The shift in development styles to rapid deployment (rapid app development) has been great in many ways for developers, for devops and for business. You’re likely implementing continuous integration and continuous delivery in as many places as you can. Or your CI/CD imperatives have come down from management.
We talk a lot about continuous and consistent load testing for your ongoing projects. (Continuous load testing means you integrate it into your continuous integration pipelines; consistent means you always do it.) What we don’t talk about as much is when you should be load testing your new projects - not your ongoing ones.
Let’s say you’re starting a new project. When is the right time to start load testing? And how can you build your project so it’s the most friendly to load testing? Here are a few tips.
You’re committed to load testing because you’re convinced of its benefits. But are you load testing both consistently and continuously?
Both are important, and both deliver results. Those results not only optimize your app’s performance - but can catch job-threatening performance issues early in development. Let’s talk about them individually.
Prepare for your upcoming traffic peaks - like FIFA World Cup 2018
Is your site ready for peak traffic? How can you prepare for your upcoming traffic peaks? It’s more than just Black Friday and Cyber Monday for many businesses. In fact, one of the busiest traffic periods is coming up: FIFA World Cup 2018. (More about it later.)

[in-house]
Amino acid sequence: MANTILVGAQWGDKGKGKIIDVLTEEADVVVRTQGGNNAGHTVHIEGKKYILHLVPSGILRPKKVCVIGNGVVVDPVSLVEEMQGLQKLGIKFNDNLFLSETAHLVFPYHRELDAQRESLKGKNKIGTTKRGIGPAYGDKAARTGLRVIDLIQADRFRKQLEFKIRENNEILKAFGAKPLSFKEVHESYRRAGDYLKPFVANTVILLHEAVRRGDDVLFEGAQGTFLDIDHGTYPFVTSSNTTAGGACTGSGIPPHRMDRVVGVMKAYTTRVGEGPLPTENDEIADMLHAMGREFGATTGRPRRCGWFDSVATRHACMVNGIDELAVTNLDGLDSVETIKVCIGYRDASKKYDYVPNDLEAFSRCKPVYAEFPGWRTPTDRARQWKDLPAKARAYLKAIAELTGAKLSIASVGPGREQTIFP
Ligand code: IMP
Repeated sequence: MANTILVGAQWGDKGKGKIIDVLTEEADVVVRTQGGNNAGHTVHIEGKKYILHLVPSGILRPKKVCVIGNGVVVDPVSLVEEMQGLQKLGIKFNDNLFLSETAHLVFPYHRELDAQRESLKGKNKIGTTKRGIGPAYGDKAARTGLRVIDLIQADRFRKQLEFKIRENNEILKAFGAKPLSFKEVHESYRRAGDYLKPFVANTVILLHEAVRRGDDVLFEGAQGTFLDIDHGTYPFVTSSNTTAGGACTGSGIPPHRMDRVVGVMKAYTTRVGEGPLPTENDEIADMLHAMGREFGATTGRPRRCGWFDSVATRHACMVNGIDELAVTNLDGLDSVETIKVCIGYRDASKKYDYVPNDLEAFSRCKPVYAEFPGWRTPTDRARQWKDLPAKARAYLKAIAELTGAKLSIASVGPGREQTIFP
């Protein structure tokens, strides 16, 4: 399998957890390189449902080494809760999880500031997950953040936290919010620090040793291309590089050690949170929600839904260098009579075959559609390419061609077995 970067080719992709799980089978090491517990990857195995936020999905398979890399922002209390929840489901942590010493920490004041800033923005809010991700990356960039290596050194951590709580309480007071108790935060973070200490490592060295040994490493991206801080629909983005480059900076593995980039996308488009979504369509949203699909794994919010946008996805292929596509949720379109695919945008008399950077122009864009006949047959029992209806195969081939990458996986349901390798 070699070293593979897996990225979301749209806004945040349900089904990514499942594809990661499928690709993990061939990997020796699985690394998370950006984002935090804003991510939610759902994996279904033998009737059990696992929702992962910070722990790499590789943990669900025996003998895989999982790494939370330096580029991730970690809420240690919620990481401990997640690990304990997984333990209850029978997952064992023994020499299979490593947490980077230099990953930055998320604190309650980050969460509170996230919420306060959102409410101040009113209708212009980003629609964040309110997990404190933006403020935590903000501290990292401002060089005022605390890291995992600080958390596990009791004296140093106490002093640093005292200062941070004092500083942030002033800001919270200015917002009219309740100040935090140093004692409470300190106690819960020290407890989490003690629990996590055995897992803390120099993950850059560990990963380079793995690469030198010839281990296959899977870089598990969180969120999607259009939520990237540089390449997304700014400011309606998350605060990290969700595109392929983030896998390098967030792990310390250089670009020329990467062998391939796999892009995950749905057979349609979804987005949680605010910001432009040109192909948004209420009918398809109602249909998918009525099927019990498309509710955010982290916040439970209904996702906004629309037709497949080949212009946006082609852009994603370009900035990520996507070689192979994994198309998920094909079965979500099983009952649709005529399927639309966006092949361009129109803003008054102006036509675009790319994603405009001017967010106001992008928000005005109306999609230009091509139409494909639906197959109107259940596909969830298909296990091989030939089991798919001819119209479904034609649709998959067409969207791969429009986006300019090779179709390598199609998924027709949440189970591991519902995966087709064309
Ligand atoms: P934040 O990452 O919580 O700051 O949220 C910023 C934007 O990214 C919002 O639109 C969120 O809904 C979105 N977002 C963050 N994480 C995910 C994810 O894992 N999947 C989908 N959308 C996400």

No matter what’s coming your way, we want you to be planning for your peak traffic times. And we also recommend load testing.
If you’re not doing it already, load test now before these traffic peaks hit.
With the new k6 HAR converter, it is dead simple to use a browser to record a user session and then let k6 replay it in a load test. This article describes the HAR converter feature and how you can use it.
We recently talked about the “new” shift left testing trend. The concept is important, for sure, especially in a larger, less nimble development organization. But all testing, we believe, should be developer-first.
The phrase “shift left” testing has gained some recent traction. But what does “shift left” mean for you? In short, it means what you already know: the earlier you test, the better, and you should test consistently and continuously.
Internet giants sometimes approach testing differently than the rest of the world should. For example, in a recent Bloomberg BusinessWeek article, Alibaba Cloud senior product manager He Yunfei talks about Singles Day as the ultimate load test, basically. “We use it as a drill. It sharpens us,” he says, according to the article.
As with people, regular checkups can ensure your site’s healthy performance. You’re more likely to find small issues before they become big problems when you consistently perform site performance checkups.
This month we have more updates to share around k6 (our new and open source load testing tool) and LoadImpact Insights. In the last product update email we mentioned we have some major improvements to our product in the works. To be more specific, we can now share with you that we’re building a new version of the LoadImpact product on top of k6 and with Insights as the result experience for k6 based tests. This means that k6 tests will get a new execution mode. Besides being executable locally on machines that you manage yourself, it will be possible to execute k6 tests on globally distributed infrastructure managed by us in the cloud. The result analysis for both modes of execution will be available through Insights.